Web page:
- A master list of essay topics and insights that they can draw on for all of their essays.
- Confidence about how to put it all together for an admissions reader, and a powerful framework for written expression that will help them articulate effectively throughout their lives.
- An expanded sense of their future, including more nuanced thinking about what they want from their college education and a deeper connection to their strengths and values.
- A big dose of inspiration!
- Four weeks of content delivered via video, introducing students to a self-reflective framework and featuring structured self-reflective exercises with follow-up homework assignments that reinforce the process
- Worksheets guiding them through each step of the curriculum
- The support of a small group of fellow students in a private social learning online portal, where students can share reflections with each other to build community, as well as weekly feedback on homework
- PDFs delivered to parents with frameworks to help you support your child as they engage in self-reflection
Week 1: What is a reflective process, and why is it important for the college essays? How can I support a reflective process throughout my admissions journey?
Week 2: Digging in: structured exercises that help students reflect on teachers, classes, and what they want out of college
Week 3: Digging further: structured exercises that help students think about their activities, intellectual interests, and personal relationships
Week 4: Putting it all together to take your college essays to a new level
The Core Reflective Exercises
Over four classes, students work through three core reflective exercises that help them discover what has been important to them about their experiences in high school and what matters to them about their futures. These exercises help students approach essay topics through a “back door” – to ponder nuances they hadn’t previously considered.
These core exercises have been developed over nearly a decade of work with students alongside my four years of training in reflective inquiry through The Center for Courage and Renewal, an educational nonprofit that teaches educators and nonprofit leaders how to introduce reflective inquiry into classrooms and organizations.
This is a moving process for young people. They see their accomplishments in a new light. They form a deeper relationship to their strengths. They find greater compassion for their struggles. Their lives gels for them and they discover greater faith in their future.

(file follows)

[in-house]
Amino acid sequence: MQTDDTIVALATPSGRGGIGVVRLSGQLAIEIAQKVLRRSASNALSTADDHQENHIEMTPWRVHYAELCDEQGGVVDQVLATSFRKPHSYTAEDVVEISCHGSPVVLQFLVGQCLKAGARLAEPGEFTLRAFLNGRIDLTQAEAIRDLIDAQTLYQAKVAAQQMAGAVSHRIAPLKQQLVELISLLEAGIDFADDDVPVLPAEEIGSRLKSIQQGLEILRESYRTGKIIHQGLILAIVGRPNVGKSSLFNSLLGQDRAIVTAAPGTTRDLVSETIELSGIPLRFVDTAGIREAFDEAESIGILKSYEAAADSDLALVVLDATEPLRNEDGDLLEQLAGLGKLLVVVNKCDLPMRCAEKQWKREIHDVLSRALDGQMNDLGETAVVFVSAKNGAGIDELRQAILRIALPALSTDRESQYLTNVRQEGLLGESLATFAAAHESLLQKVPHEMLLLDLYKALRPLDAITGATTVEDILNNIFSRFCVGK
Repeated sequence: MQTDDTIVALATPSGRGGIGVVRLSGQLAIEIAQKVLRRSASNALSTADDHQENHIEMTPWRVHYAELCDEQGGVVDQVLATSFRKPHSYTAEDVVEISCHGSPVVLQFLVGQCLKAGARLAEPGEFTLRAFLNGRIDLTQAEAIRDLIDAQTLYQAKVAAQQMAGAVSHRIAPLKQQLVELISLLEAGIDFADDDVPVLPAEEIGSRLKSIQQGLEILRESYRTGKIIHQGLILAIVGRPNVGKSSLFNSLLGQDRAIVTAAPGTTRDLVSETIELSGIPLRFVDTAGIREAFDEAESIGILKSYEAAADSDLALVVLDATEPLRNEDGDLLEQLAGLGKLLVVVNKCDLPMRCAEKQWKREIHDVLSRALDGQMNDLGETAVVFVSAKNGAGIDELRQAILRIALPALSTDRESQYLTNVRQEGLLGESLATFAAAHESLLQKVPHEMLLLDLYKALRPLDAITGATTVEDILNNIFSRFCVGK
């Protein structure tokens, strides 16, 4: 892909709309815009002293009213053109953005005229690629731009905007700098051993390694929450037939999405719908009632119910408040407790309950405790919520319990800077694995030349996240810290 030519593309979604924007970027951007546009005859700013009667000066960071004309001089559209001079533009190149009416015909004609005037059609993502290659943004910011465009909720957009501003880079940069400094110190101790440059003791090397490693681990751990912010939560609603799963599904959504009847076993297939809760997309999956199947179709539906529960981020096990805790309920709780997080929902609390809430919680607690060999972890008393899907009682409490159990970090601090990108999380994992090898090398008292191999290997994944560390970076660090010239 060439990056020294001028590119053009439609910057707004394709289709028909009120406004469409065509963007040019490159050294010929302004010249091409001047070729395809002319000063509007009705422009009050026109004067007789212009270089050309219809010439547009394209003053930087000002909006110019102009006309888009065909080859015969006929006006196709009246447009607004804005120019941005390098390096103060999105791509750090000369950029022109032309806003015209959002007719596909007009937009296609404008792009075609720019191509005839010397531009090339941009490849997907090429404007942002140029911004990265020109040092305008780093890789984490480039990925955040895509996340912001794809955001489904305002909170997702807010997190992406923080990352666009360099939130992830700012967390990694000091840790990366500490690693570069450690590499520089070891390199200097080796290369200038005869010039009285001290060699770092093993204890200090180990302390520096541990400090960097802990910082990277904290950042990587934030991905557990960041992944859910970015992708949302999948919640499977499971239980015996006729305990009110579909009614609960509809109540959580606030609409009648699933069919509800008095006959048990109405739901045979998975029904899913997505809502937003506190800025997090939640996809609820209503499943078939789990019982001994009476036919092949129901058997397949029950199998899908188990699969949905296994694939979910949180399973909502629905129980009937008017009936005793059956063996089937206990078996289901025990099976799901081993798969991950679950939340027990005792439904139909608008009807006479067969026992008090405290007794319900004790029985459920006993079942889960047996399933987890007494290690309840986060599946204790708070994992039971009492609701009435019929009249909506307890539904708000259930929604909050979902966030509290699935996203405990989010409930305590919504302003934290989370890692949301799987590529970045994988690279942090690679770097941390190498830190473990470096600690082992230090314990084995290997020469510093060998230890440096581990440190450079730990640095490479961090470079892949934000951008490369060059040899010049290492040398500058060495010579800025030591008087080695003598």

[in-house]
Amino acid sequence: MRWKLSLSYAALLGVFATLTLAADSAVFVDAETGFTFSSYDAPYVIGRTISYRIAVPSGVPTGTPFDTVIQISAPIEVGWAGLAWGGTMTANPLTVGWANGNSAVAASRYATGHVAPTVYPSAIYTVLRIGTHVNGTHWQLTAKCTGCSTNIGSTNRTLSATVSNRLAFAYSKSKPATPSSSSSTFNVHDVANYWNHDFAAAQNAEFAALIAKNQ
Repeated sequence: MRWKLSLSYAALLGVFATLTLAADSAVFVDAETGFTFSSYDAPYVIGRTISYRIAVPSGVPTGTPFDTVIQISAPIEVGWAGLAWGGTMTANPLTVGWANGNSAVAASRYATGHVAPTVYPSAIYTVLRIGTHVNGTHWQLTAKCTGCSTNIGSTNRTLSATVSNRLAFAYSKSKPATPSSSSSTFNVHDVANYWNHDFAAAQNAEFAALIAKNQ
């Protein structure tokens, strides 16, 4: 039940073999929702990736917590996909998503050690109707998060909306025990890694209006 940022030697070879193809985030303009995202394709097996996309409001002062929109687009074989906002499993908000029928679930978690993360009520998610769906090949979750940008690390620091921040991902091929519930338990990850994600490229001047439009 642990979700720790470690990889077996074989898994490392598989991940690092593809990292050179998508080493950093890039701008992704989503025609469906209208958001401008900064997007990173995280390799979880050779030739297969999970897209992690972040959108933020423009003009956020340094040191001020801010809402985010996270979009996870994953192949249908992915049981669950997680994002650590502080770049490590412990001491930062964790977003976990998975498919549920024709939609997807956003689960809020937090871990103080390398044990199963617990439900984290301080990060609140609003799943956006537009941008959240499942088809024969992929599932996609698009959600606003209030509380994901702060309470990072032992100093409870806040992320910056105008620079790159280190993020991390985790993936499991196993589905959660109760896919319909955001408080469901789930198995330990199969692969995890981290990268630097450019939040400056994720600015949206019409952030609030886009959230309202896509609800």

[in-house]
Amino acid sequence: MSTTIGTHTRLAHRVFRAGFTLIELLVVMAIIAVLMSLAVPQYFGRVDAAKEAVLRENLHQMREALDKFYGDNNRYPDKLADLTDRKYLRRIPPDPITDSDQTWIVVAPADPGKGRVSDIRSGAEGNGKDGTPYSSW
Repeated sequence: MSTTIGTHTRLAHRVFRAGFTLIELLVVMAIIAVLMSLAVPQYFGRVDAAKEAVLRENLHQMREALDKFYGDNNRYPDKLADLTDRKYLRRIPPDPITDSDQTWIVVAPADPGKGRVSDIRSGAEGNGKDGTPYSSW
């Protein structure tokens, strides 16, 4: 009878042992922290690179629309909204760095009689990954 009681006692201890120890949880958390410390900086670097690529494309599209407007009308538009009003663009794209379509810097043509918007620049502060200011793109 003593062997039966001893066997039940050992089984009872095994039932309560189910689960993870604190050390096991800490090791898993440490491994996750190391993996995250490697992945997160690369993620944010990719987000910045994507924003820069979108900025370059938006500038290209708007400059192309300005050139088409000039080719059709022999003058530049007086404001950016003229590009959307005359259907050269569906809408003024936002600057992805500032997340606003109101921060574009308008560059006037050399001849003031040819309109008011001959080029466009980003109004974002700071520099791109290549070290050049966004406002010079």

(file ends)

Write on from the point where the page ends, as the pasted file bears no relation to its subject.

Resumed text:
To let you know, this course may not be suited for these situations:
- Sometimes students don’t wish to devote the needed time during the summer to do this work. They might have jobs, or maybe they just need a break. That’s perfectly understandable. For this program to work for them, their heart needs to be in it. We don’t want anyone to enroll in the program just to get the process over with. Please make sure both you and your child feel it’s right for them.
- Sometimes a parent can have strong notions about what their child should write about. This curriculum always has surprises for students. The course will work best for you if you as a parent want to encourage self-exploration in your child. Are you willing to be surprised by what they come up with?
Early Summer Option
Four Thursdays – June 4, 11, 18, and 25, 4 pm – 5:30 pm PT
Late Summer Option
If there is enough interest, I will run a second class in late summer: Four Thursdays – July 30, August 6, 13, and 20, 4 pm – 5:30 pm PT
Students will have 30 minutes to 1 hour of homework between each session. I will review and provide feedback on each students’ homework individually.
The program fee is $590. When I work with students individually with this curriculum, the cost is $2,300.
I also offer a premium “full service” 1:1 program to four families each year. This has been filled for 2015, but you are welcome to let me know of your interest for a future year if you would like to be placed on this early notification list. Simply contact us to let us know you would like to be added to this list.
Ready to join the me? Click here to get on our early notification list for class sign-ups, or read the Q&As below.
1. My child already has ideas for their college essays. Do they need to go through a process like this?
Your child sounds eager and ready. Good for them!
Previously, students who have come to this program with ideas already formed for their essays found that this process either helped them write about those ideas more deeply, or opened them up to new themes to write about. I address this with students in the first class meeting.
Every student who has gone through this process has been moved by it. Even if they already have ideas, this approach is such a refreshing change from other more pedantic ways of teaching college essay writing that they are inspired to write at a new level.
So if your child already has topic ideas, they are certainly welcome in this program.
2. I have a close relationship with my child, and I think that he/she and I may be able to do a self-reflective process on our own. Will this course be useful for us?
It helps to have an outside party help your child think through this task. Even the most skillful and loving parent may be too close for the child to risk new thinking. I invite you to use my years of experience helping students dig deeper into themselves at this age to help you take the process further with your child than you may be able to do on your own.
I commend your attentiveness to supporting the emotional connection between you and your child. The college essay writing experience can deepen your connection to each other during a pivotal time in your relationship. This material works very well in these instances. Students go through the exercises and bring their fresh perspectives to their trusted parent, prompting rich discussions at home.
This isn’t just a rite of passage for students; it’s a rite of passage for you, too — and your relationship to your child at this time is worth much care and attention. This course may support you both to embark on a reflective process together.